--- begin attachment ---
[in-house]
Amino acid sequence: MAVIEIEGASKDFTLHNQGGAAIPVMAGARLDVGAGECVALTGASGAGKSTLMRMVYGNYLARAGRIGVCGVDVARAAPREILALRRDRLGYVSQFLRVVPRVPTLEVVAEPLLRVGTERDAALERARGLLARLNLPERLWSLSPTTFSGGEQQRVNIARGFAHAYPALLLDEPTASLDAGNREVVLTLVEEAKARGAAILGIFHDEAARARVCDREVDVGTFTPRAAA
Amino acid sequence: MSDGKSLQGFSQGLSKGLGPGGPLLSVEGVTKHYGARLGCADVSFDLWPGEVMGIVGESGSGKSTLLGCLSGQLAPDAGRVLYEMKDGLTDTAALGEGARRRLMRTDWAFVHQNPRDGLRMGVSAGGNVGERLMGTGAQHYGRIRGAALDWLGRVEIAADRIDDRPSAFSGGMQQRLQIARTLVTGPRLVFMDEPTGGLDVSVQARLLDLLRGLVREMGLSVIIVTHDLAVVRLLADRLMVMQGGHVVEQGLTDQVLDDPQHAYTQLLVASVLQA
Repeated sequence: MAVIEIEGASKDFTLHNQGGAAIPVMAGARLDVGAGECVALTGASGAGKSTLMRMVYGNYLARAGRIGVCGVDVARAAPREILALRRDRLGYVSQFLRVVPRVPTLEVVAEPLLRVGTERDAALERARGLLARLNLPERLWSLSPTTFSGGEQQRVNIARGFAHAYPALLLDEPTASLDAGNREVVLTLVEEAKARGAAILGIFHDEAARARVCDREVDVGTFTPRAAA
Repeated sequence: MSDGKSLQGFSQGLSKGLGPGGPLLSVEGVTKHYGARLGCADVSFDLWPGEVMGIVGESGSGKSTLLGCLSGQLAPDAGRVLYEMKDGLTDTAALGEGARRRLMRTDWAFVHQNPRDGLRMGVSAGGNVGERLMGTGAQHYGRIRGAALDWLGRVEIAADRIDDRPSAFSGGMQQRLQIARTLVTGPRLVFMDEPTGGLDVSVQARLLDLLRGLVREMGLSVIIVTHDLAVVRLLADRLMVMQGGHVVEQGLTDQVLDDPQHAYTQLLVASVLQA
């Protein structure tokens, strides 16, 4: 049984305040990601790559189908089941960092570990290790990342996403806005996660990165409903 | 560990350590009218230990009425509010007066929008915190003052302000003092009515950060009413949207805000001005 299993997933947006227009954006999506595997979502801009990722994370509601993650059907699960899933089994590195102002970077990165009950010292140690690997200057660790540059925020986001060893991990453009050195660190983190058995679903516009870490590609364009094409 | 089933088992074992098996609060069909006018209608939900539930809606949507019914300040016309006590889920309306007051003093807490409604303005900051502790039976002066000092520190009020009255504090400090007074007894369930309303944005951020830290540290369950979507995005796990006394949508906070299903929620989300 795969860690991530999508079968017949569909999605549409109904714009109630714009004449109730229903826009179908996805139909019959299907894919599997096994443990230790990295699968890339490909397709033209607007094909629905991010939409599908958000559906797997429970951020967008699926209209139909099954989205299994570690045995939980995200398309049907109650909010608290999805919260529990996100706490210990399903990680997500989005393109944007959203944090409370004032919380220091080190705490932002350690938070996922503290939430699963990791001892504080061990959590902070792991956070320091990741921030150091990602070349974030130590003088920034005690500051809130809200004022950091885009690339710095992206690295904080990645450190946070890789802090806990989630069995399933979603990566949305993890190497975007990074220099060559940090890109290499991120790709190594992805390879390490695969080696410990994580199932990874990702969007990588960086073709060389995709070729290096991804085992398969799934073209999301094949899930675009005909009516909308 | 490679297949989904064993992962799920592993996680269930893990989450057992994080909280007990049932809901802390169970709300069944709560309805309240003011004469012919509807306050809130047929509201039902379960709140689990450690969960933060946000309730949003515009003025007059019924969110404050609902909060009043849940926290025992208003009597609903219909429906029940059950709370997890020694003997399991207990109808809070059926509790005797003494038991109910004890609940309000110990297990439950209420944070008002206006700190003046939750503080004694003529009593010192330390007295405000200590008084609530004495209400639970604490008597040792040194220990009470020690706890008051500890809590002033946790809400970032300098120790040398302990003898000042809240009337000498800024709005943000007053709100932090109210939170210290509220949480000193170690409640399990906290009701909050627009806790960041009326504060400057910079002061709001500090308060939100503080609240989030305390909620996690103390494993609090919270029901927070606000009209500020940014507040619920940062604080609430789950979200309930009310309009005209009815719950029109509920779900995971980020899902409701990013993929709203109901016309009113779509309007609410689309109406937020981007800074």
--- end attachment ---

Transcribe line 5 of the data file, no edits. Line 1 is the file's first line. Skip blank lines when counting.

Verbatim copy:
Repeated sequence: MSDGKSLQGFSQGLSKGLGPGGPLLSVEGVTKHYGARLGCADVSFDLWPGEVMGIVGESGSGKSTLLGCLSGQLAPDAGRVLYEMKDGLTDTAALGEGARRRLMRTDWAFVHQNPRDGLRMGVSAGGNVGERLMGTGAQHYGRIRGAALDWLGRVEIAADRIDDRPSAFSGGMQQRLQIARTLVTGPRLVFMDEPTGGLDVSVQARLLDLLRGLVREMGLSVIIVTHDLAVVRLLADRLMVMQGGHVVEQGLTDQVLDDPQHAYTQLLVASVLQA